The “Free Cain” movement has grown across multiple social media and online platforms, but GoFundMe is no longer among them.

At least two Cain Velasquez legal fund campaigns have been shut down by the crowdfunding platform, GoFundMe confirmed Monday to MMA Junkie, citing a violation of terms of service.

It’s unclear when the campaigns were created or how long they were up on GoFundMe, but they were shared by Velasquez’s long-time coach, Javier Mendez of American Kickboxing Academy, on March 5.

“We can confirm that both fundraisers were removed, and all donors have been refunded,” a GoFundMe spokesperson told MMA Junkie. “GoFundMe prohibits raising money for the legal defense of a violent crime.”

Two GoFundMe campaigns to support Cain Velasquez, which were shared by AKA coach Javier Mendez, were shut down for violating company policy. (Twitter screenshots)

The same policy has been applied to past high-profile defense cases. In 2015, GoFundMe removed a campaign for police officers involved in the trials after the death of Freddie Gray in Baltimore. In 2020, it shut down campaigns for Kenosha, Wisc. shooter Kyle Rittenhouse. After Rittenhouse was found not guilty on all counts of homicide, campaigns supporting him were reallowed.

While fundraising efforts on the most popular and prominent crowdfunding platform are no more, the support still holds strong in San Jose, Calif., and across the MMA community worldwide. The website FreeCainGear.com remains online, with an advertised T-shirt sale set to take place Wednesday in Gilroy, Calif. “All profits go to help Cain’s defense fund and to help his family,” a banner on the side of the homepage reads.

A large group of vocal supporters have showed up at the Santa Clara County Hall of Justice for both of Velasquez’s court appearances. During his original date March 2, notable fighters, including former UFC contender Josh Thomson, former Bellator fighter Shawn Bunch, former UFC fighter Andrew Sanchez, and current Bellator fighter Romero Cotton, were spotted in a large group outside.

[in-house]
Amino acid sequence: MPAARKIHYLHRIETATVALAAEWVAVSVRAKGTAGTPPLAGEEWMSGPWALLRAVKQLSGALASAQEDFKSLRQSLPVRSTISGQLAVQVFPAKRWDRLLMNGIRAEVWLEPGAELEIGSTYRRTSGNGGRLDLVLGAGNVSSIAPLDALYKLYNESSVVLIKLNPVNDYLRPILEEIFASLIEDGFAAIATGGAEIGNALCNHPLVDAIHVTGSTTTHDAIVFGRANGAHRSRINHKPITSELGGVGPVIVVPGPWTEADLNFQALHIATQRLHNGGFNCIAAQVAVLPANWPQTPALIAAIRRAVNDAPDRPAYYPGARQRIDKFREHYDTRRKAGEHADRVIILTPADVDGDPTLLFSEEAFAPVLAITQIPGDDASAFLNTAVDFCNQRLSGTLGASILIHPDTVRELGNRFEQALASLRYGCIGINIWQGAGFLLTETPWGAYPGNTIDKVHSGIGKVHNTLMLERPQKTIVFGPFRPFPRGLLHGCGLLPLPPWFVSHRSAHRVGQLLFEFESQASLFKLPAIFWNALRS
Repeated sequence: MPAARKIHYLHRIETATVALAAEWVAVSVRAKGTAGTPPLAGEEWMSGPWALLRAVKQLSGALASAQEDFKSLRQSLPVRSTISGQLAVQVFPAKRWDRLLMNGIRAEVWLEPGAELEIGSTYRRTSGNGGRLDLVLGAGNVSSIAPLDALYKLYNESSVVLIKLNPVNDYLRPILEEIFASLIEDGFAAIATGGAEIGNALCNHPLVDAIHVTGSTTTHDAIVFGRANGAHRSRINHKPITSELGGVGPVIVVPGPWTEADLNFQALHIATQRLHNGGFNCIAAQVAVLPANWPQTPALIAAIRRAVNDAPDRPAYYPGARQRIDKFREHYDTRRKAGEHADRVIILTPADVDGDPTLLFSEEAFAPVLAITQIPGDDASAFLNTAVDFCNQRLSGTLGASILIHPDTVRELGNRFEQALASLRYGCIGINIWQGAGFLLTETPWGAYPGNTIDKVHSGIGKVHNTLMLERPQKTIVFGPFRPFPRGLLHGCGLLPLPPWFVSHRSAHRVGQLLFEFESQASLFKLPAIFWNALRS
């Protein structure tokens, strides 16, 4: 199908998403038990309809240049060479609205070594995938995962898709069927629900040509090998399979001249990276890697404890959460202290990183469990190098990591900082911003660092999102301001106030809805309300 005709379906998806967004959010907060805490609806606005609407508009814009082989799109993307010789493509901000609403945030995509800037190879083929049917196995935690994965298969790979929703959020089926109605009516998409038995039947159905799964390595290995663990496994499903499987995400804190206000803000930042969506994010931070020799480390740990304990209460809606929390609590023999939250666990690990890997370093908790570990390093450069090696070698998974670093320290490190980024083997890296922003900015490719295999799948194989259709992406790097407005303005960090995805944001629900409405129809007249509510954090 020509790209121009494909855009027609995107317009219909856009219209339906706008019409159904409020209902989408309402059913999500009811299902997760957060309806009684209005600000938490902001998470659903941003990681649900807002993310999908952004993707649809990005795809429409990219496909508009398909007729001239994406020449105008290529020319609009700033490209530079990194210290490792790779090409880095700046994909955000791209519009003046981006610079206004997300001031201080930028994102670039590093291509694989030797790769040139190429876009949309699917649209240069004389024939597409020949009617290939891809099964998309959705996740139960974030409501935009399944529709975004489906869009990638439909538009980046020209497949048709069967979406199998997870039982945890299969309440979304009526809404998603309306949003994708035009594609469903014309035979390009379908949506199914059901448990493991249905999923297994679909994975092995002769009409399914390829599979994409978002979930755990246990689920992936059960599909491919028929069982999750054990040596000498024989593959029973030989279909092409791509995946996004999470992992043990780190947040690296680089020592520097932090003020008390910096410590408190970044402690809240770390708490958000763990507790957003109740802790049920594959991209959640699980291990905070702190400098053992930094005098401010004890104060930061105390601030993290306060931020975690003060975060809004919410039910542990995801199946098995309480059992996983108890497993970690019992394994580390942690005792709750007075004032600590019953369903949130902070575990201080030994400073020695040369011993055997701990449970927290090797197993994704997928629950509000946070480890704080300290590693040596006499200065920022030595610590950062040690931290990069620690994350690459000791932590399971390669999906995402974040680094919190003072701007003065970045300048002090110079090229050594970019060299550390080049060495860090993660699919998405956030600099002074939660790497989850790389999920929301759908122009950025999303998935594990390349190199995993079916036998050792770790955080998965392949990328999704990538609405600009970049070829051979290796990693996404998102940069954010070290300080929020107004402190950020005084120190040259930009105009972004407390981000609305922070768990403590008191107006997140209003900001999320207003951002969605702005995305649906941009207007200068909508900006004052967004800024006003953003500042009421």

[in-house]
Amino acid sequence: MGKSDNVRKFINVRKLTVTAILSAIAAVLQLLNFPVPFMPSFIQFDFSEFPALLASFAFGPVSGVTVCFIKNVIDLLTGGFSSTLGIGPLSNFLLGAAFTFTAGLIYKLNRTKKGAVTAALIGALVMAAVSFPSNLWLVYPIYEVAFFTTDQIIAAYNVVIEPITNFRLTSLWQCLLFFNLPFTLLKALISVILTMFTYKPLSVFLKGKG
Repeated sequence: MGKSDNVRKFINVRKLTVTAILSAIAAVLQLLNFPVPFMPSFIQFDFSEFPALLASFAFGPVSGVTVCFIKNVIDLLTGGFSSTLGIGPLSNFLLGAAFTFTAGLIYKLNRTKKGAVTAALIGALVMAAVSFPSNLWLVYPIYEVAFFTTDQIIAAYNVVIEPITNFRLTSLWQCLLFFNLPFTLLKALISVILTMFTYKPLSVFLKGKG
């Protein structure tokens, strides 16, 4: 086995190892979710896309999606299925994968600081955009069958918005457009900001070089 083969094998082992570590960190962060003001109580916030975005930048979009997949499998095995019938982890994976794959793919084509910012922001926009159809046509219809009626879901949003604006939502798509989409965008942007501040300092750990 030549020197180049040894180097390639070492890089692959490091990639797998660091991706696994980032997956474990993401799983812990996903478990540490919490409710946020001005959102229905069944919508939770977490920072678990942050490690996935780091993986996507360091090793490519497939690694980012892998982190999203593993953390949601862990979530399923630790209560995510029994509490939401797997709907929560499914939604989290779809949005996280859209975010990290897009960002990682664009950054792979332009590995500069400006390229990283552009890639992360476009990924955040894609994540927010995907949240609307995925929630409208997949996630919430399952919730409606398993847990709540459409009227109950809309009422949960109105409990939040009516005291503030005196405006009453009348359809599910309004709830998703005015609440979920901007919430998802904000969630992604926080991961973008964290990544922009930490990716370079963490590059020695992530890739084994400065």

During Velasquez’s arraignment Monday, in which he was denied bail, supporters lined the courtroom – and were even given a warning at one point by Judge Shelyna Brown following an outburst. A second group stood outside the courthouse with “Free Cain” printed on their clothing and carrying signs.

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Velasquez, 39, was arrested Feb. 28 and charged with attempted murder after allegedly shooting a man while targeting another man, 43-year-old Harry Goularte, accused of molesting a family member possibly “100 times.” Velasquez allegedly pursued their truck and rammed his own truck into the side of their before firing several shots, one of which struck Goularte’s stepfather in the arm.

In addition to one count of attempted murder, Velasquez also faces charges of shooting at a motor vehicle or aircraft (one count), assault with a firearm (three counts), assault with a deadly weapon (three counts), willfully discharging a firearm from a vehicle (one count), and carrying a loaded firearm with intent to commit a felony (one count).

If found guilty of attempted murder, Velasquez faces a minimum of 20 years and up to life in prison. He faces additional time if found guilty of other counts.

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